How stressed-out are you feeling today? A UK study has concluded that 10 AM on Tuesdays is the peak period of stress during a lawyer’s work week, and that 47% of lawyers carry their stress home from work, "leading them to drink (every now and then)."
That may be an understatement. Data from around the world demonstrates that lawyers are arguably in the most highly stressed profession, unfortunately coupled with some of the weakest coping skills, resulting in dysfunctional self-medicating behaviors such as addictions.
Hence, Hazelden recently announced that they are opening an initial 50-bed rehabilitation program specifically for legal professionals struggling with addiction, staffed by 3 former attorneys who have overcome their own substance abuse.
"The Legal Professionals Program incorporates the typical month-long inpatient Hazelden program with several added elements specifically for lawyers. Lawyer-patients meet several times individually with the counselor-lawyers, and they also meet each week for group sessions with other patients who are lawyers. They also attend an outside, all-lawyer 12-step meeting in the Twin Cities. Volunteers from the area’s local Lawyers Helping Lawyers program also visit Hazelden to offer counseling. Once attorney-patients leave Hazelden, the program offers career restoration assistance such as writing letters to the bar on behalf of clients and helping them get their practices back in order."
LawCare, a UK health advice line for the legal profession, has reported that the recession has led to record numbers of lawyers suffering from stress and depression.
"LawCare opened 517 new case files in 2010, making it the second busiest year in its 13 years of operation. In addition, there were over 1,000 additional calls relating to carrying matters forward and to ongoing cases from earlier years. Staff also found that many of the calls that they dealt with in 2010 were more lengthy and complex than had historically been the case. They also required more time-consuming follow-up. 74% of calls related to stress. During the latter part of 2008 and much of 2009, a large percentage of calls (up to 28% in some months and 26% in 2009 as a whole) related to the economic downturn."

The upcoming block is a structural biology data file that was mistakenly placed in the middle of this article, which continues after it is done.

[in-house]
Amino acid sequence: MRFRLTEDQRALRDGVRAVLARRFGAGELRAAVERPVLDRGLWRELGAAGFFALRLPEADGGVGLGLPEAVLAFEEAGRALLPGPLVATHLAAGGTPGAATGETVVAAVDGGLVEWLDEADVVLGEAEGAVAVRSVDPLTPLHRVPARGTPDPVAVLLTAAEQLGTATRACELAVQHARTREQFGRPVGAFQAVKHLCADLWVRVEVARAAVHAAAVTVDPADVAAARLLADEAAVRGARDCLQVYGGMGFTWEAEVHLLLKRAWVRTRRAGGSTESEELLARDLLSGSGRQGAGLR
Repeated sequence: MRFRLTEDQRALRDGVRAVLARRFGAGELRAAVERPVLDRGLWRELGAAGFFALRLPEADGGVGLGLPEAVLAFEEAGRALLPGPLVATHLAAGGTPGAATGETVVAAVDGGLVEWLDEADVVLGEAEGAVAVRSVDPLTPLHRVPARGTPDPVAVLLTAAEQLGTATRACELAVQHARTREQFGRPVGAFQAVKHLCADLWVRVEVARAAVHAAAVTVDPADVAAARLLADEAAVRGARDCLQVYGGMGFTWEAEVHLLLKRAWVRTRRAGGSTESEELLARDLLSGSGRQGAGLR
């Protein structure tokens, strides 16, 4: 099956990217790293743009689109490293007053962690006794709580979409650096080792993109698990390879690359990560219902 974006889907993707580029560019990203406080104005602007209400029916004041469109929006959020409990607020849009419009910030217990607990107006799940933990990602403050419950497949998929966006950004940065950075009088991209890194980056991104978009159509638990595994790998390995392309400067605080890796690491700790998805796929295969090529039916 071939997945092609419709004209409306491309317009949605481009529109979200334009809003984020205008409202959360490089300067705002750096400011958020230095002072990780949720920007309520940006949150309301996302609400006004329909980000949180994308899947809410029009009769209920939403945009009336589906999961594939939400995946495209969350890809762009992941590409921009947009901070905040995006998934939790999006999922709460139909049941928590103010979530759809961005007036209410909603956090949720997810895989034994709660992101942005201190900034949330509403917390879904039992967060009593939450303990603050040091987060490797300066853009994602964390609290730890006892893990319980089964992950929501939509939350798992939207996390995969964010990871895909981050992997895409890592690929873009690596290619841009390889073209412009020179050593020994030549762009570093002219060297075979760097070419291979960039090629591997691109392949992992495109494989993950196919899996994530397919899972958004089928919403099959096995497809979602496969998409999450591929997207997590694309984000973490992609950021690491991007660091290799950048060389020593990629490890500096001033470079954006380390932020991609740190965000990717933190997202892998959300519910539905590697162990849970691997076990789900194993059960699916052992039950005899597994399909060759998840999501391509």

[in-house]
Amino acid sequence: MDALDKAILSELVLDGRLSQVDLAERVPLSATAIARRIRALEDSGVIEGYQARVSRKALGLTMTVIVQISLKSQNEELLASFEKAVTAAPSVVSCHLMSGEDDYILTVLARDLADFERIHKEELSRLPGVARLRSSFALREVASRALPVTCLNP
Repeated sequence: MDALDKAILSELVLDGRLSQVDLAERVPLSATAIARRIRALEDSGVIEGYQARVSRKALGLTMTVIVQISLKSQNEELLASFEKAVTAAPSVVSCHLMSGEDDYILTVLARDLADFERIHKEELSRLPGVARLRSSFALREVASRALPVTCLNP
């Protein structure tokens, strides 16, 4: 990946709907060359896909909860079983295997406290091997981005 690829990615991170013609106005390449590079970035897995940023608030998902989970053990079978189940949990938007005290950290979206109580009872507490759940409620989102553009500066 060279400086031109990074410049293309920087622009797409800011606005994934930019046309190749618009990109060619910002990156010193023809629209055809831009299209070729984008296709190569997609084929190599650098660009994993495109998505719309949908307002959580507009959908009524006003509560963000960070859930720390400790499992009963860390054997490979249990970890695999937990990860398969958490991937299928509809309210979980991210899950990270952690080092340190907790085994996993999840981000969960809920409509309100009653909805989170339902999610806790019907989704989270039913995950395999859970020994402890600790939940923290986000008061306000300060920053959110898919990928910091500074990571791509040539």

In response, UK firms Denton Wilde Sapte (now SNR Denton) and Herbert Smith offer stress recognition and management training to all attorneys in an effort to reduce the costs associated with on-the-job mental illness and substance abuse. While Herbert Smith is still in the implementation phase, extending the program to all employees, SNR Denton says it has seen reductions in those costs for its professionals in the UK as a result of the program.
Here in the US, a number of different approaches help lawyers lead more productive and satisfying personal and professional lives. One enlightened example is Day Pitney’s arrangement with Dr. Mark S. Braunsdorf, of The Avalon Psychological Group in Hartford, CT, which gives Braunsdorf regular access to the firm’s offices, allowing him to get to know the entire legal staff and therefore provide meaningful confidential individual advice as well as highly targeted group presentations on topics such as stress and civility.
Lawyer distress is an issue that will not go away. The stress will only increase as clients and firms struggle to find the right balance of cost and performance; the incidental support of colleagues and non-lawyers will be inadvertently whittled away by staffing reductions; and the individual attributes that make lawyers burrow into dysfunction instead of asking for help will remain. The result is that clients and culture suffer and the firm is put at risk.
Do your clients and your colleagues a favor by taking a serious look at how your firm or department can affirmatively tackle this boulder rolling downhill. We are here to help you build an effective, informed program.